(1) Then again Abraham took a wife.--This rendering implies that Abraham's marriage with Keturah did not take place until after Sarah's death; but this, though probable, is far from certain, as the Hebrew simply says, And Abraham added and took a wife. This statement is altogether indefinite; but as Abraham was 137 years of age at Sarah's death, and lived to be 175, it is quite possible that, left solitary by Isaac's marriage, he took Keturah to wife, and had by her six sons. The sole objection is his own statement, in Genesis 17:17, that it was a thing beyond nature for a man a hundred years old to have a son; how much more improbable, then, must it have become after forty more years had passed by! The argument on the other side, which would infer that the marriage took place in Sarah's lifetime, from the fact that the birth of grandchildren is mentioned in Genesis 25:3-4, has little weight, as their names might have been subsequently added to bring down the genealogy to a later date.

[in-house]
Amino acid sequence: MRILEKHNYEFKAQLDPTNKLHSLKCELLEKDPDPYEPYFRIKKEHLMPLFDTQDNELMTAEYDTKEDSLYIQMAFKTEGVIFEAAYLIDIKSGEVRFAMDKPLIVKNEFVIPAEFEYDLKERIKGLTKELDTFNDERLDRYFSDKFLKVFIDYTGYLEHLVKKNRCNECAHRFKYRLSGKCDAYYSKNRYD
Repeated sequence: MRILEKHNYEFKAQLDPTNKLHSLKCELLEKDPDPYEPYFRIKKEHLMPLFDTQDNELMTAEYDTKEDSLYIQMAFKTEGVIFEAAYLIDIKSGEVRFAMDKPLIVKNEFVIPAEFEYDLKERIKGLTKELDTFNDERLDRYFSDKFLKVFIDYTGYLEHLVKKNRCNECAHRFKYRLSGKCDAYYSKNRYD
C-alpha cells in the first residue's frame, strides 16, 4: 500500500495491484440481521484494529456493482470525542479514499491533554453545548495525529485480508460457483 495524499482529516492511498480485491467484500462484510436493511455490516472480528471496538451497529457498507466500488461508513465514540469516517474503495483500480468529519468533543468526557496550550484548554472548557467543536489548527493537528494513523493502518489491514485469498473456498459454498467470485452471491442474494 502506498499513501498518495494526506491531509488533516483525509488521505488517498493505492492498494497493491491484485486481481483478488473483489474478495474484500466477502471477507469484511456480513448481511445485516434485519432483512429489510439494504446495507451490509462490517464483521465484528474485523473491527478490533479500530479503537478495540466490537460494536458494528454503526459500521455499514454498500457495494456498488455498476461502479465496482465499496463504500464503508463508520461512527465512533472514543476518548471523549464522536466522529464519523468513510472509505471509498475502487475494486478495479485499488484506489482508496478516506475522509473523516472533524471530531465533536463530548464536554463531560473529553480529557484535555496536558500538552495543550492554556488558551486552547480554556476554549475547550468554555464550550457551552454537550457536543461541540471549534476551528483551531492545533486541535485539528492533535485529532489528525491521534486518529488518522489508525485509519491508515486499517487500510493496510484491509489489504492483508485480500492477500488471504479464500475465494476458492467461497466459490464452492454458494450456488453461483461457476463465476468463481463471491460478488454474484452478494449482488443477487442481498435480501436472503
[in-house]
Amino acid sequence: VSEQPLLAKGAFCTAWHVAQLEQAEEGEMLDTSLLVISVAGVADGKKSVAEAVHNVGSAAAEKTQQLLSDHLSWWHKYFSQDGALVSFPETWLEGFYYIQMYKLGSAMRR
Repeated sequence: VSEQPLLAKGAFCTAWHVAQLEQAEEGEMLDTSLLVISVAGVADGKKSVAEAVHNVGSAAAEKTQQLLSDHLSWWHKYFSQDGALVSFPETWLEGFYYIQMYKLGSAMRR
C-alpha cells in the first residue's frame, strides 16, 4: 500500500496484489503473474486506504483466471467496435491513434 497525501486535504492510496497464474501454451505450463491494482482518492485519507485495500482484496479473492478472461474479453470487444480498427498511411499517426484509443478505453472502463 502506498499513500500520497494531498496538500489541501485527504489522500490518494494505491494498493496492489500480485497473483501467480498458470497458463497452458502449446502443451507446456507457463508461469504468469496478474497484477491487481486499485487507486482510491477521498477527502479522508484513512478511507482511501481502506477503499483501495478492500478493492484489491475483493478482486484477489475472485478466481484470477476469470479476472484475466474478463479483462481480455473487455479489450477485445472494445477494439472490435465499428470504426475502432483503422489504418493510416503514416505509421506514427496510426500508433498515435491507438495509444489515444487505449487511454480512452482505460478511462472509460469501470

Jewish commentators cut the knot by identifying Keturah with Hagar, who in the meanwhile had, as they say, set an example of matronly virtue in the manner in which she had devoted herself to the bringing up of Ishmael. But in Genesis 25:6 there is an evident allusion to both Hagar and Keturah in the mention of Abraham's "concubines" in the plural; and in 1Chronicles 1:32 the children of Keturah are distinguished from Hagar's one son, Ishmael. To this we must add that as Ishmael was fourteen years old when Isaac was born, he would be now about fifty-four years of age, and his mother have passed the period of life when she could bear six sons.